Spending bill includes nearly $19 billion in disaster relief funds
GOP Rep. Cammack: 'I don't trust, without the legislation having guardrails, that that money is actually going to go to the disaster funds that it's supposed to go to'
The continuing resolution that the Democratic-led Congress passed on Friday contains $18.8 billion for the Disaster Relief Fund (DRF) under the Federal Emergency Management Agency (FEMA).
According to FEMA, the agency can use the DRF funds to "direct, coordinate, manage, and fund eligible response and recovery efforts associated with domestic major disasters and emergencies."
Senate Appropriations Committee Chairman Pat Leahy's office told Just the News that "combined with anticipated rollover there would be about $35 billion available once the CR is signed into law."
Leahy said in a Senate floor speech that he's ready to work with his colleagues to provide more emergency funding should it be needed.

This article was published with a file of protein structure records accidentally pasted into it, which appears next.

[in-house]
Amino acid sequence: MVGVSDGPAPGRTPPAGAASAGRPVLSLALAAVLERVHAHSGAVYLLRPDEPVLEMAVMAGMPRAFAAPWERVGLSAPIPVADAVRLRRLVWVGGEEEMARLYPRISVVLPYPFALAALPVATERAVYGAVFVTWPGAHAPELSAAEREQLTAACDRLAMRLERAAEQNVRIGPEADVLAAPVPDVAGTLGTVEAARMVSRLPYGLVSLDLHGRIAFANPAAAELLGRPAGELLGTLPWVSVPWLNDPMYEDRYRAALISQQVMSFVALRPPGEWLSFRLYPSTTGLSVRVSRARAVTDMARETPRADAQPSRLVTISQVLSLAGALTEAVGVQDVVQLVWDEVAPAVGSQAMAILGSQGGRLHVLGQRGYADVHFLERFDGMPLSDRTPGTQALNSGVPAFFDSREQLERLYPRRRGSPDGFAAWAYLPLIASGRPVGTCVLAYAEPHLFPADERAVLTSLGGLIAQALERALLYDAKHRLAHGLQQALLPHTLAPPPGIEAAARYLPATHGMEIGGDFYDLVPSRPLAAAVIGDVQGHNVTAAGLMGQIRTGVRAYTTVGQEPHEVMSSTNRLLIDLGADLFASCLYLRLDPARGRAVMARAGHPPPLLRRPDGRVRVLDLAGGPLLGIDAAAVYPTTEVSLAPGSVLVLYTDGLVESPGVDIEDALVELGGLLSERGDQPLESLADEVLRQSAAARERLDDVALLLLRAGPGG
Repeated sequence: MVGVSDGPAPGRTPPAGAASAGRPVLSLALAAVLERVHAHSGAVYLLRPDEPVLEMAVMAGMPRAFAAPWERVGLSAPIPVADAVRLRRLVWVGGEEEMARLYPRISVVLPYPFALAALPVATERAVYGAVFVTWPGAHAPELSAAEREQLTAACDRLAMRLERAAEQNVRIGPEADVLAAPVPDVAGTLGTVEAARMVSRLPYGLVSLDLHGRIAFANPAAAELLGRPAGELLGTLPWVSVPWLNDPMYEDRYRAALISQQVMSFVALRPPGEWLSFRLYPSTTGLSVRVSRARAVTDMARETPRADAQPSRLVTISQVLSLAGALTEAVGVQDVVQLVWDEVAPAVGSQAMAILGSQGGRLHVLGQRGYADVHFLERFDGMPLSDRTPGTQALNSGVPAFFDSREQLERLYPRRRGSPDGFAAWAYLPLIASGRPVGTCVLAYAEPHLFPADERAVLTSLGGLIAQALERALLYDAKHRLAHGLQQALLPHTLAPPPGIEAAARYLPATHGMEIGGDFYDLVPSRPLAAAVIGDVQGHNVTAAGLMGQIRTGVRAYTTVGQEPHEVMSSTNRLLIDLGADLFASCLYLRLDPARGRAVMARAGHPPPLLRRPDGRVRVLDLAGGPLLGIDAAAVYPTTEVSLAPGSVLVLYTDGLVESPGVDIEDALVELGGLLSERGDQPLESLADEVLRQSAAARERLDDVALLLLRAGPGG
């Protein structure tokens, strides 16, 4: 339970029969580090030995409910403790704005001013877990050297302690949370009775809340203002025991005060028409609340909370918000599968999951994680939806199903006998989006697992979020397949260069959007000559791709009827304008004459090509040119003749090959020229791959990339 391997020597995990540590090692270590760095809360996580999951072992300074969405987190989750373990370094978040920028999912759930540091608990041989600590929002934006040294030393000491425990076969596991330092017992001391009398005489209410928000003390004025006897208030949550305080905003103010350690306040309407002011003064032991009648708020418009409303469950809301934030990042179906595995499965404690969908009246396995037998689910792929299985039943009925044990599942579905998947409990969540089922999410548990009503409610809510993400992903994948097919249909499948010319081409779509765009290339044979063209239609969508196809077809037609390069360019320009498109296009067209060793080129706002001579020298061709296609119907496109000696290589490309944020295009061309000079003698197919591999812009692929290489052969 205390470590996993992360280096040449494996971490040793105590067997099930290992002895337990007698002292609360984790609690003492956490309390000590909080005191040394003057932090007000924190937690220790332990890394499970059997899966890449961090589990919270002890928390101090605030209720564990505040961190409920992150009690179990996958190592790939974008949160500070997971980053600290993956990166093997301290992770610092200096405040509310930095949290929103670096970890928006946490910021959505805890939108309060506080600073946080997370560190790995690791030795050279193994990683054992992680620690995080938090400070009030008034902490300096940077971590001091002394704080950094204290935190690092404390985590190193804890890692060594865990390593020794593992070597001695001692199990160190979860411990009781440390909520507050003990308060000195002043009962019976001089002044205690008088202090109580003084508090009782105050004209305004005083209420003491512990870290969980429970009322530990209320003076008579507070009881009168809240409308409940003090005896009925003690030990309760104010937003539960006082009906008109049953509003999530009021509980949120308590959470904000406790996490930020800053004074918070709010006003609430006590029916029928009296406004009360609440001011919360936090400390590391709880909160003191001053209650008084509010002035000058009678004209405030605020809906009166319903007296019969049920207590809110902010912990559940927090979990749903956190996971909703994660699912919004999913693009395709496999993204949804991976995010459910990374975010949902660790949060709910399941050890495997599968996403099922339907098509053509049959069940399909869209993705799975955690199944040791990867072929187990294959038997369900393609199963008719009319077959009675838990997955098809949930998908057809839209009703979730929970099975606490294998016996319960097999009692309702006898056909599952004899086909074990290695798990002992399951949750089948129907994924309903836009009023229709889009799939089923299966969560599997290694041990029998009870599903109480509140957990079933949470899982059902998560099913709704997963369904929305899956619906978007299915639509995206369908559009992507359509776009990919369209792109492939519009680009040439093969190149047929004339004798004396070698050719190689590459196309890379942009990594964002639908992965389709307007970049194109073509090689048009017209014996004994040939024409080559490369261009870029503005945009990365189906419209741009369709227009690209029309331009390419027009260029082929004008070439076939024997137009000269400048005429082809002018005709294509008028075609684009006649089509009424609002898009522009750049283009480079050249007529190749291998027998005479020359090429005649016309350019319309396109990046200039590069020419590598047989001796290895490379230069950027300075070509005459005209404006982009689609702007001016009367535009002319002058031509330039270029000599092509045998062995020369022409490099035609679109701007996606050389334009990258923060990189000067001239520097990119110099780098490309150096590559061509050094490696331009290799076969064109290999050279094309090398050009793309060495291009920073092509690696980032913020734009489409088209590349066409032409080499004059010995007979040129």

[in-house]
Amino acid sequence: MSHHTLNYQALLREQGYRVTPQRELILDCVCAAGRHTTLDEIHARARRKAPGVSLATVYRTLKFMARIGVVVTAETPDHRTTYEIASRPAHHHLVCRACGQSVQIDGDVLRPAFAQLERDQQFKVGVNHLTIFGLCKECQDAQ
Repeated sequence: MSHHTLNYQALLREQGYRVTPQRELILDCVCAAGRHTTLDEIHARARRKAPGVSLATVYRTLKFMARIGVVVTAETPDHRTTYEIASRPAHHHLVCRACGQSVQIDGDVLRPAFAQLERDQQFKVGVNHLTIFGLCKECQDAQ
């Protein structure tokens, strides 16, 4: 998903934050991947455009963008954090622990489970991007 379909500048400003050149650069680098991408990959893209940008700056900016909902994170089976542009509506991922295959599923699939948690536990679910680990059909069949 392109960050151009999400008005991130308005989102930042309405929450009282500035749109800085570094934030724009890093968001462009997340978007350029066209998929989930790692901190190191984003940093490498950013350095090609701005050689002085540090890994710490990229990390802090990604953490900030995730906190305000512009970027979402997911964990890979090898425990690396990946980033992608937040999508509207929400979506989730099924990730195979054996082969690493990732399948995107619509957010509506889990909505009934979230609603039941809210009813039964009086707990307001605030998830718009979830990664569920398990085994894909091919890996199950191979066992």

"Of course, we won't know the full extent of the damage for several days," Leahy said.
Florida Democratic Rep. Kathy Castor said in a statement that adding the $18 billion allows Florida to "breathe easier that emergency aid funds will be available without a need for a near term supplemental emergency funding bill for Hurricane Ian."
Florida Republican Rep. Kat Cammack, who voted against the CR, said the bill has "no guardrails" and doesn't direct the funding to the damage Ian caused. Cammack serves as the ranking member for the FEMA Subcommittee on Homeland Security.
"There have been FEMA funds that were designated for homeless veterans and people on the verge of homelessness, that this administration has raided and used those funds for plane tickets and bus tickets and hotel rooms for illegals at the border," Cammack said during a Capitol Hill interview on Friday.
"Millions of dollars have gone to that. I don't trust, without the legislation having guardrails, that that money is actually going to go to the disaster funds that it's supposed to go to, because we've seen where they use this money, as though it's, again, just a piggy bank where they can take where they want and send it wherever," she added.
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